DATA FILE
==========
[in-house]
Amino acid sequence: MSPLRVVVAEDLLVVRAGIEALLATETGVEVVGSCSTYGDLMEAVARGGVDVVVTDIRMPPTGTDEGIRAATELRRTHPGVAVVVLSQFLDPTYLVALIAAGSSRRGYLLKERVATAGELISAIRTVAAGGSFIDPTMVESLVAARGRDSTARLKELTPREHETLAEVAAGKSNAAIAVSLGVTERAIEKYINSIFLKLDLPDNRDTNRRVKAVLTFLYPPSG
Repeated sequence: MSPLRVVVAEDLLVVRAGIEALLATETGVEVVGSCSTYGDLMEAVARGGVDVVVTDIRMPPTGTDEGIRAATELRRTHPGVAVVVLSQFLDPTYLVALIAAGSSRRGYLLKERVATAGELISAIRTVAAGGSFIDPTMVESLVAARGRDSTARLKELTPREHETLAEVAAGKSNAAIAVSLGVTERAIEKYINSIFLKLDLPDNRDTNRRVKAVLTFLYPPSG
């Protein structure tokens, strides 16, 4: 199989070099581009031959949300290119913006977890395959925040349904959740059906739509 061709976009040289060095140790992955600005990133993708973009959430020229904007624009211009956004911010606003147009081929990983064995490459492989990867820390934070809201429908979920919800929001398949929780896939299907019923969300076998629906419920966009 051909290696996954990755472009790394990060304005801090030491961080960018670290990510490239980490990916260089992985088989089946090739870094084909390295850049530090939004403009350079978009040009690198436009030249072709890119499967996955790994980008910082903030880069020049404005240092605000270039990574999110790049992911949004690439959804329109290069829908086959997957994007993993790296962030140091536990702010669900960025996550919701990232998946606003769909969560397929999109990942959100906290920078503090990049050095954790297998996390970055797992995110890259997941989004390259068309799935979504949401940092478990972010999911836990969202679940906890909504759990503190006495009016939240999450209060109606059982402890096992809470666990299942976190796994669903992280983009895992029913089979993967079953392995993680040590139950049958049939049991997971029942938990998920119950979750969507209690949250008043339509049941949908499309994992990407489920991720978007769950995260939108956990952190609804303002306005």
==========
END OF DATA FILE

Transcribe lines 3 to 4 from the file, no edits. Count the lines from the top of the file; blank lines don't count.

Repeated sequence: MSPLRVVVAEDLLVVRAGIEALLATETGVEVVGSCSTYGDLMEAVARGGVDVVVTDIRMPPTGTDEGIRAATELRRTHPGVAVVVLSQFLDPTYLVALIAAGSSRRGYLLKERVATAGELISAIRTVAAGGSFIDPTMVESLVAARGRDSTARLKELTPREHETLAEVAAGKSNAAIAVSLGVTERAIEKYINSIFLKLDLPDNRDTNRRVKAVLTFLYPPSG
């Protein structure tokens, strides 16, 4: 199989070099581009031959949300290119913006977890395959925040349904959740059906739509 061709976009040289060095140790992955600005990133993708973009959430020229904007624009211009956004911010606003147009081929990983064995490459492989990867820390934070809201429908979920919800929001398949929780896939299907019923969300076998629906419920966009 051909290696996954990755472009790394990060304005801090030491961080960018670290990510490239980490990916260089992985088989089946090739870094084909390295850049530090939004403009350079978009040009690198436009030249072709890119499967996955790994980008910082903030880069020049404005240092605000270039990574999110790049992911949004690439959804329109290069829908086959997957994007993993790296962030140091536990702010669900960025996550919701990232998946606003769909969560397929999109990942959100906290920078503090990049050095954790297998996390970055797992995110890259997941989004390259068309799935979504949401940092478990972010999911836990969202679940906890909504759990503190006495009016939240999450209060109606059982402890096992809470666990299942976190796994669903992280983009895992029913089979993967079953392995993680040590139950049958049939049991997971029942938990998920119950979750969507209690949250008043339509049941949908499309994992990407489920991720978007769950995260939108956990952190609804303002306005």